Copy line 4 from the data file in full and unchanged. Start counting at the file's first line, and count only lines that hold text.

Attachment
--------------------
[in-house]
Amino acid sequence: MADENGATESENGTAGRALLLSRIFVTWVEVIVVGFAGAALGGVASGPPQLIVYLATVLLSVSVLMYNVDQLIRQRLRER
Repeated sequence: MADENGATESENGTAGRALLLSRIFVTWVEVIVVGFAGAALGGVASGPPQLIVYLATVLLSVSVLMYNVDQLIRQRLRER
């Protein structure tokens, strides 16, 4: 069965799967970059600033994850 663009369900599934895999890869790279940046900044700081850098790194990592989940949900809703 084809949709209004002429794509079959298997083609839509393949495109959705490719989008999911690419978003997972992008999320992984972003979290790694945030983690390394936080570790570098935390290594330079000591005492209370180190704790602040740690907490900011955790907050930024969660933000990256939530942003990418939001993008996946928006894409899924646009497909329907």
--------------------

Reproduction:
């Protein structure tokens, strides 16, 4: 069965799967970059600033994850 663009369900599934895999890869790279940046900044700081850098790194990592989940949900809703 084809949709209004002429794509079959298997083609839509393949495109959705490719989008999911690419978003997972992008999320992984972003979290790694945030983690390394936080570790570098935390290594330079000591005492209370180190704790602040740690907490900011955790907050930024969660933000990256939530942003990418939001993008996946928006894409899924646009497909329907």